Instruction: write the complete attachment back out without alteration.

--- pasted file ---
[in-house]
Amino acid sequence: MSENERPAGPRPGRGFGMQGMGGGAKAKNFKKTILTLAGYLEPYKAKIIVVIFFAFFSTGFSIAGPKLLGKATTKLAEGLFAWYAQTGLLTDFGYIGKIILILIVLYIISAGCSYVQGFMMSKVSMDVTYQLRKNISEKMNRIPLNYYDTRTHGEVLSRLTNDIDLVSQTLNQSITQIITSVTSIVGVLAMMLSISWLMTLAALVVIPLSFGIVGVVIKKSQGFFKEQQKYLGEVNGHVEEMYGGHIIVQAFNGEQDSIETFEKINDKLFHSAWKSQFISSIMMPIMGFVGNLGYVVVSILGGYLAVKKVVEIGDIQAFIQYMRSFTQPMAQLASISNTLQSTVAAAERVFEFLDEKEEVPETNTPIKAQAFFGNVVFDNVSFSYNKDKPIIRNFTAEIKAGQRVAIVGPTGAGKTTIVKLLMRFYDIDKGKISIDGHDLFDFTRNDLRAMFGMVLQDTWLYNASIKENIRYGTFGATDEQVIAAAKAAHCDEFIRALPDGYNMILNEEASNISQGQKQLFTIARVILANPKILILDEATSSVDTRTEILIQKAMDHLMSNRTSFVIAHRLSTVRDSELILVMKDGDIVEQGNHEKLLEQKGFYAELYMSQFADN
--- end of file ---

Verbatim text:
[in-house]
Amino acid sequence: MSENERPAGPRPGRGFGMQGMGGGAKAKNFKKTILTLAGYLEPYKAKIIVVIFFAFFSTGFSIAGPKLLGKATTKLAEGLFAWYAQTGLLTDFGYIGKIILILIVLYIISAGCSYVQGFMMSKVSMDVTYQLRKNISEKMNRIPLNYYDTRTHGEVLSRLTNDIDLVSQTLNQSITQIITSVTSIVGVLAMMLSISWLMTLAALVVIPLSFGIVGVVIKKSQGFFKEQQKYLGEVNGHVEEMYGGHIIVQAFNGEQDSIETFEKINDKLFHSAWKSQFISSIMMPIMGFVGNLGYVVVSILGGYLAVKKVVEIGDIQAFIQYMRSFTQPMAQLASISNTLQSTVAAAERVFEFLDEKEEVPETNTPIKAQAFFGNVVFDNVSFSYNKDKPIIRNFTAEIKAGQRVAIVGPTGAGKTTIVKLLMRFYDIDKGKISIDGHDLFDFTRNDLRAMFGMVLQDTWLYNASIKENIRYGTFGATDEQVIAAAKAAHCDEFIRALPDGYNMILNEEASNISQGQKQLFTIARVILANPKILILDEATSSVDTRTEILIQKAMDHLMSNRTSFVIAHRLSTVRDSELILVMKDGDIVEQGNHEKLLEQKGFYAELYMSQFADN